If I was self interested I ought to fully embrace Brexit/ devaluation/high inflation etc, I will also win as I own a house in Sweden, if sterling devalues that will be worth more in sterling terms if I sell it, the subsequent high interest we could well see in the UK will have negligible impact on me as I have been in my current house for 21 years this November, my mortgage is tiny, but I am not enough of a rogue to push an economic case for my own self benefit.

The fall out of the EU via Brexit if no agreement will hit all those who have not had a long working life to accumulate assets, the have nots, a lot of whom have been fooled into thinking it will improve their lot in life.

I am not convinced you are right here. My fear is that we are in for a very hard left government that will be very strapped for cash. What will they do? IMF eventually maybe, but not before they have clobbered the "rich" with:
- a mansion tax
- myriad windfall taxes
- a wealth tax
- scrapping of ISAs except perhaps for the first £5000
- supplemental tax, or NI, on "unearned" income
- private landlords regulated out of existence
- other revenue raising schemes I have not thought of

Denis Healey once said he would tax the rich till their pips squeak and he was nowhere near as left wing as this lot.


Actually I have little issue with the NI argument, given its disconnect with pensions/benefits etc I would likely amalgamate it into income tax to make a newly structured tax that applies to all income, just have a higher PA for say the retired to compensate. Why should a sole trader's profit be subject but a director's dividends or that rental income be outwith?

However I would scrap IHT and bring in CGT on death, so all tax free gains re housing etc will eventually fall into charge but the estates of the frugal who saved in bank accounts and paid income tax on the interest will not be impacted one jot on death.

In effect CGT on housing but with a rollover/reinvestment relief for when one is climbing the housing ladder and an inescapable CGT bill on disposal by sale, gift or death. (with spousal exemption- bites on second death if no disposal beforehand)

ursaminortaur
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Re: The article that Remainers need to read

#159371

Postby ursaminortaur » August 13th, 2018, 8:58 pm

hiriskpaul wrote:
Charlottesquare wrote: 1970s inflation was great for the asset rich downsizer, if wages again start running away then the same will happen again; high inflation is a boon for non leveraged property owners but not so great for the JAMs, they are the ones who will suffer, galloping interest and job insecurity.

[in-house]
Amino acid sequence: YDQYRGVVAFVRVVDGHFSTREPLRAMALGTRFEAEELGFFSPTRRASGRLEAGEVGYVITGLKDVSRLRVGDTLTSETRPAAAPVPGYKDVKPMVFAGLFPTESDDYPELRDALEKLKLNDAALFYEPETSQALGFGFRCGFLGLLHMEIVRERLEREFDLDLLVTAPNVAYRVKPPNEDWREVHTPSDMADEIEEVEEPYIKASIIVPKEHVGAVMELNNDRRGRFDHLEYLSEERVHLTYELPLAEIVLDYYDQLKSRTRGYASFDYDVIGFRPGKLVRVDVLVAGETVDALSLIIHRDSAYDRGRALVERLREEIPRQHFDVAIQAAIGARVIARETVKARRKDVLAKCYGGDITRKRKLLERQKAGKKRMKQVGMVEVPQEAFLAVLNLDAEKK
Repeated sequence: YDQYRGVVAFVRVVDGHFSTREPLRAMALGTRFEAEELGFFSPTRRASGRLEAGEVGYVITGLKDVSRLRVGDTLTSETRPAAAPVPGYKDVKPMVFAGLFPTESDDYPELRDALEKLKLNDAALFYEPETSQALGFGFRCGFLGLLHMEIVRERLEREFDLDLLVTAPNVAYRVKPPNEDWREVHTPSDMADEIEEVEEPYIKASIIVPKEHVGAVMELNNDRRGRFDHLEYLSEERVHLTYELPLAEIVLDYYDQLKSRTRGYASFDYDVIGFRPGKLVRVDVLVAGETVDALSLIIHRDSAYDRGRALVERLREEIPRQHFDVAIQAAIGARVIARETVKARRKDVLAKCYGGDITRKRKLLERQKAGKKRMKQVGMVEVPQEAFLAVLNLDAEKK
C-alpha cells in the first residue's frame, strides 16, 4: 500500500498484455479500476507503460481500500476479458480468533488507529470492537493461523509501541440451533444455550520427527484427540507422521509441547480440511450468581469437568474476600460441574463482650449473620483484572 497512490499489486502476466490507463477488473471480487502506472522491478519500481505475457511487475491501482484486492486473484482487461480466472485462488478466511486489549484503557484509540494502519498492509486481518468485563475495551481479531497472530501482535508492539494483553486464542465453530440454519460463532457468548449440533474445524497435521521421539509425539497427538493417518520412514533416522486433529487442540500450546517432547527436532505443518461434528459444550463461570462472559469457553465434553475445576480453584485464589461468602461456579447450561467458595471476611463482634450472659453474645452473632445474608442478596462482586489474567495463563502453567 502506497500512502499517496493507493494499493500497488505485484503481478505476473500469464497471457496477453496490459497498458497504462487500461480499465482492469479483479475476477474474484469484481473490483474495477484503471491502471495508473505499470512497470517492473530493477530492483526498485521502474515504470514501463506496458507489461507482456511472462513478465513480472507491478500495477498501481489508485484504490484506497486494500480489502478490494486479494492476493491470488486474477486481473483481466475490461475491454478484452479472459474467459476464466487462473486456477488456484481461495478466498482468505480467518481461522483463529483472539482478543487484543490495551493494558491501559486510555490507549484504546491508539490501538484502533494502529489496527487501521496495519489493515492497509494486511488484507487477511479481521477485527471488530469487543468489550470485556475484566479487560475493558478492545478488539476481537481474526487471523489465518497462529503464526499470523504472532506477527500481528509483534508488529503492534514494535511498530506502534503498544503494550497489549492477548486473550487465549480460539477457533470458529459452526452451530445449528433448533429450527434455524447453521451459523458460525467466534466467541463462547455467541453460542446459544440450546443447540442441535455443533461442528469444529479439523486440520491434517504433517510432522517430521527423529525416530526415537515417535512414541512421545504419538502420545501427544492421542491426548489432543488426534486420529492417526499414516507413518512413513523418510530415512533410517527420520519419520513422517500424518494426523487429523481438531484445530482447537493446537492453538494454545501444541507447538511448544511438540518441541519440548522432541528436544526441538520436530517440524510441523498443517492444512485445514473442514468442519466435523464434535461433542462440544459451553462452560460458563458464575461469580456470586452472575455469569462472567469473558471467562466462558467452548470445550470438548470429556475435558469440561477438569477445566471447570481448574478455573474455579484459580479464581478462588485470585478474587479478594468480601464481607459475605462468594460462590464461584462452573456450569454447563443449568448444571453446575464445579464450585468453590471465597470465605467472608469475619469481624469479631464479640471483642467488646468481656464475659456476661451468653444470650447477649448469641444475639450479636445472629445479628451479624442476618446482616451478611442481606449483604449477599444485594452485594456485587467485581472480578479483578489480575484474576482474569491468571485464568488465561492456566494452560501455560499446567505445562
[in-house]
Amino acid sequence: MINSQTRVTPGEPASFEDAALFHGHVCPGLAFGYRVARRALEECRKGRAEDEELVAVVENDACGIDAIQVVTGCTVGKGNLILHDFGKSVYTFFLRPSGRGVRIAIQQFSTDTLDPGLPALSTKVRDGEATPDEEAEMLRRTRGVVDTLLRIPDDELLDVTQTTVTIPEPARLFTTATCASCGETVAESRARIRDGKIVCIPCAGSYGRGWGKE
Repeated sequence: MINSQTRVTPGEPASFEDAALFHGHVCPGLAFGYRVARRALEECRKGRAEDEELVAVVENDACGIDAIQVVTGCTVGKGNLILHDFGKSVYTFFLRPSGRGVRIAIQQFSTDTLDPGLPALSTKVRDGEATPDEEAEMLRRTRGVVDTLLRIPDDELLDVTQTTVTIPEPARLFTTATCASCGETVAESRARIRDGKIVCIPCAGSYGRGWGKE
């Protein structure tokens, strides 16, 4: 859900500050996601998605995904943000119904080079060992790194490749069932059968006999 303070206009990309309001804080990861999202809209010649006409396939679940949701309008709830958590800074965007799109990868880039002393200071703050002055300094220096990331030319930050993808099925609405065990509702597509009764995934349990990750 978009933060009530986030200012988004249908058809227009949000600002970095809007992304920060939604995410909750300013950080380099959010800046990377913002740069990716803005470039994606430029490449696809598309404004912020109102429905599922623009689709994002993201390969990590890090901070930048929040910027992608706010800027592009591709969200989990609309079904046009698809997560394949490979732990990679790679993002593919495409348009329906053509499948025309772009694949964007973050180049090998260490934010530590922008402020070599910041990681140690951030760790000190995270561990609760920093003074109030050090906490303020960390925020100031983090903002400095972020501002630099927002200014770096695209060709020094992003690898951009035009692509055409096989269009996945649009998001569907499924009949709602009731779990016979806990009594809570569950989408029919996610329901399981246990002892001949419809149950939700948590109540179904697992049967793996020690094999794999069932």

If I was self interested I ought to fully embrace Brexit/ devaluation/high inflation etc, I will also win as I own a house in Sweden, if sterling devalues that will be worth more in sterling terms if I sell it, the subsequent high interest we could well see in the UK will have negligible impact on me as I have been in my current house for 21 years this November, my mortgage is tiny, but I am not enough of a rogue to push an economic case for my own self benefit.

The fall out of the EU via Brexit if no agreement will hit all those who have not had a long working life to accumulate assets, the have nots, a lot of whom have been fooled into thinking it will improve their lot in life.

I am not convinced you are right here. My fear is that we are in for a very hard left government that will be very strapped for cash. What will they do? IMF eventually maybe, but not before they have clobbered the "rich" with:
- a mansion tax
- myriad windfall taxes
- a wealth tax
- scrapping of ISAs except perhaps for the first £5000
- supplemental tax, or NI, on "unearned" income
- private landlords regulated out of existence
- other revenue raising schemes I have not thought of

Denis Healey once said he would tax the rich till their pips squeak and he was nowhere near as left wing as this lot.


It was a much reported misquote - he was actually talking about property speculators

https://en.wikiquote.org/wiki/Denis_Healey

Squeeze property speculators until the pips squeak

Speech in Lincoln (18 February 1974), quoted in The Times (19 February 1974), p. 4. Misreported as "tax the rich until the pips squeak". "The pips squeak" metaphor was originated by Sir Eric Campbell-Geddes and later used by David Lloyd-George.